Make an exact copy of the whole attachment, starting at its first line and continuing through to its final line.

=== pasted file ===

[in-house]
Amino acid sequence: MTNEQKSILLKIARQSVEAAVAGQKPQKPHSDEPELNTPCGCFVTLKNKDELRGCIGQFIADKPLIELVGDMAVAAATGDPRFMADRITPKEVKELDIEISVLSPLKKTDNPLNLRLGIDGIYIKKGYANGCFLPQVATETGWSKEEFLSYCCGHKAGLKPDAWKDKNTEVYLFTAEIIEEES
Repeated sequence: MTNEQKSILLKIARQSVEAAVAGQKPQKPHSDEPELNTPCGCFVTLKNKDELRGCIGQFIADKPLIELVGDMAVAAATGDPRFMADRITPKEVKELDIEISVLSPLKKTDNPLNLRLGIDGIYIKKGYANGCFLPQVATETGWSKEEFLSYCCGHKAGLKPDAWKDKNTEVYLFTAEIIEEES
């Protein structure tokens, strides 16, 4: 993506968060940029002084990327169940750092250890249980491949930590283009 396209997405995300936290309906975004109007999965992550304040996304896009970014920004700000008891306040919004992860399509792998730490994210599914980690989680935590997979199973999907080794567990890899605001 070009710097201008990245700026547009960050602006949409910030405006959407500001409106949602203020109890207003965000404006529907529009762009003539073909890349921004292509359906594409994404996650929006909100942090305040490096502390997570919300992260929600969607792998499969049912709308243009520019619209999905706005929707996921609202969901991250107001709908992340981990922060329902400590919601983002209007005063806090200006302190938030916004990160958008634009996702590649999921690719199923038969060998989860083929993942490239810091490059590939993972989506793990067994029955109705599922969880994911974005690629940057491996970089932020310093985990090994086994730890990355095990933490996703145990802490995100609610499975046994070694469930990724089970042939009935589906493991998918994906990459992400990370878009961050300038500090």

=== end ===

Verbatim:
[in-house]
Amino acid sequence: MTNEQKSILLKIARQSVEAAVAGQKPQKPHSDEPELNTPCGCFVTLKNKDELRGCIGQFIADKPLIELVGDMAVAAATGDPRFMADRITPKEVKELDIEISVLSPLKKTDNPLNLRLGIDGIYIKKGYANGCFLPQVATETGWSKEEFLSYCCGHKAGLKPDAWKDKNTEVYLFTAEIIEEES
Repeated sequence: MTNEQKSILLKIARQSVEAAVAGQKPQKPHSDEPELNTPCGCFVTLKNKDELRGCIGQFIADKPLIELVGDMAVAAATGDPRFMADRITPKEVKELDIEISVLSPLKKTDNPLNLRLGIDGIYIKKGYANGCFLPQVATETGWSKEEFLSYCCGHKAGLKPDAWKDKNTEVYLFTAEIIEEES
């Protein structure tokens, strides 16, 4: 993506968060940029002084990327169940750092250890249980491949930590283009 396209997405995300936290309906975004109007999965992550304040996304896009970014920004700000008891306040919004992860399509792998730490994210599914980690989680935590997979199973999907080794567990890899605001 070009710097201008990245700026547009960050602006949409910030405006959407500001409106949602203020109890207003965000404006529907529009762009003539073909890349921004292509359906594409994404996650929006909100942090305040490096502390997570919300992260929600969607792998499969049912709308243009520019619209999905706005929707996921609202969901991250107001709908992340981990922060329902400590919601983002209007005063806090200006302190938030916004990160958008634009996702590649999921690719199923038969060998989860083929993942490239810091490059590939993972989506793990067994029955109705599922969880994911974005690629940057491996970089932020310093985990090994086994730890990355095990933490996703145990802490995100609610499975046994070694469930990724089970042939009935589906493991998918994906990459992400990370878009961050300038500090």